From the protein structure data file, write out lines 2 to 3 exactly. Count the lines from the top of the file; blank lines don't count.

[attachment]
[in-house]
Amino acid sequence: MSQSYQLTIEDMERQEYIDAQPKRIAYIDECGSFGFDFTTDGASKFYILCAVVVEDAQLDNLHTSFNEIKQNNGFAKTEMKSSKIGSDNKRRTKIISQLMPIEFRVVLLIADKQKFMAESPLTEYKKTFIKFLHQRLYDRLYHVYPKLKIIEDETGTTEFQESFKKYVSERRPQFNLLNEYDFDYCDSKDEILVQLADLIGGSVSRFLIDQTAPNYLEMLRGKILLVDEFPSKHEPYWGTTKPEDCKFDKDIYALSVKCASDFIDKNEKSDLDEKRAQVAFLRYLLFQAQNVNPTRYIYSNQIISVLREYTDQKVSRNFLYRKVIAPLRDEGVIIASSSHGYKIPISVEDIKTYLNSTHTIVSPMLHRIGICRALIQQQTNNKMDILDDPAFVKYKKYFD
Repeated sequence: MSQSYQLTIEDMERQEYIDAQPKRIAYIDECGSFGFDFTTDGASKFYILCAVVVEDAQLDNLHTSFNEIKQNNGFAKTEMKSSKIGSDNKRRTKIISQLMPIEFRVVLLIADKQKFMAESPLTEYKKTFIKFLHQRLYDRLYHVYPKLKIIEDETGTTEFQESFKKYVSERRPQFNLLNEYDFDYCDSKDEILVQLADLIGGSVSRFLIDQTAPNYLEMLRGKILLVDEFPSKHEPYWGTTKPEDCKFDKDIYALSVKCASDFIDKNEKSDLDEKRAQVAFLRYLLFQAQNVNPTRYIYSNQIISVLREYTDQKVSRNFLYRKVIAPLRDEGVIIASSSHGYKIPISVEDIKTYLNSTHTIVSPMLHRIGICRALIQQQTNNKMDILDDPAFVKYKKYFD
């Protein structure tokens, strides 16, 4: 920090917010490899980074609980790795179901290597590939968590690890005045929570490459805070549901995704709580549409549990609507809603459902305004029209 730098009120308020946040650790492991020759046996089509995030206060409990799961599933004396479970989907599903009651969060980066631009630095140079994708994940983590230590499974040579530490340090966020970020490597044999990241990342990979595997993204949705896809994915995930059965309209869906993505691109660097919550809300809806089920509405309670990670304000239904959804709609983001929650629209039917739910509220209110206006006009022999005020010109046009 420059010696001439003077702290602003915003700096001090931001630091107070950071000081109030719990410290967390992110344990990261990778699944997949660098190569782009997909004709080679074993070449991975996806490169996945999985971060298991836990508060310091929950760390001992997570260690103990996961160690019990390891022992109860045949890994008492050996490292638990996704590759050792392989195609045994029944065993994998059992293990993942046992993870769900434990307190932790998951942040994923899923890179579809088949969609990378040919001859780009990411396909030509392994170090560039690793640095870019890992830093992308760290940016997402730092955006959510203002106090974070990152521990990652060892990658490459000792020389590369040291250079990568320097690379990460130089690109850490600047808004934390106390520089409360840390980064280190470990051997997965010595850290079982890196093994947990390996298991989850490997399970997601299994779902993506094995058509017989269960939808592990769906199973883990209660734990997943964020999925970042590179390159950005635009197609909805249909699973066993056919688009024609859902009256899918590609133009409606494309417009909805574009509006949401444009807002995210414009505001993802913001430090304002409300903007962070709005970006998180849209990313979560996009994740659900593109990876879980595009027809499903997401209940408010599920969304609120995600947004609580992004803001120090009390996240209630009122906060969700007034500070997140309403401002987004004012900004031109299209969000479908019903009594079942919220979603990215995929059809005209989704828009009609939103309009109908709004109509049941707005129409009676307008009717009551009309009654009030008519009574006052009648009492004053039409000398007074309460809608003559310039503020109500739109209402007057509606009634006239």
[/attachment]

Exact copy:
Amino acid sequence: MSQSYQLTIEDMERQEYIDAQPKRIAYIDECGSFGFDFTTDGASKFYILCAVVVEDAQLDNLHTSFNEIKQNNGFAKTEMKSSKIGSDNKRRTKIISQLMPIEFRVVLLIADKQKFMAESPLTEYKKTFIKFLHQRLYDRLYHVYPKLKIIEDETGTTEFQESFKKYVSERRPQFNLLNEYDFDYCDSKDEILVQLADLIGGSVSRFLIDQTAPNYLEMLRGKILLVDEFPSKHEPYWGTTKPEDCKFDKDIYALSVKCASDFIDKNEKSDLDEKRAQVAFLRYLLFQAQNVNPTRYIYSNQIISVLREYTDQKVSRNFLYRKVIAPLRDEGVIIASSSHGYKIPISVEDIKTYLNSTHTIVSPMLHRIGICRALIQQQTNNKMDILDDPAFVKYKKYFD
Repeated sequence: MSQSYQLTIEDMERQEYIDAQPKRIAYIDECGSFGFDFTTDGASKFYILCAVVVEDAQLDNLHTSFNEIKQNNGFAKTEMKSSKIGSDNKRRTKIISQLMPIEFRVVLLIADKQKFMAESPLTEYKKTFIKFLHQRLYDRLYHVYPKLKIIEDETGTTEFQESFKKYVSERRPQFNLLNEYDFDYCDSKDEILVQLADLIGGSVSRFLIDQTAPNYLEMLRGKILLVDEFPSKHEPYWGTTKPEDCKFDKDIYALSVKCASDFIDKNEKSDLDEKRAQVAFLRYLLFQAQNVNPTRYIYSNQIISVLREYTDQKVSRNFLYRKVIAPLRDEGVIIASSSHGYKIPISVEDIKTYLNSTHTIVSPMLHRIGICRALIQQQTNNKMDILDDPAFVKYKKYFD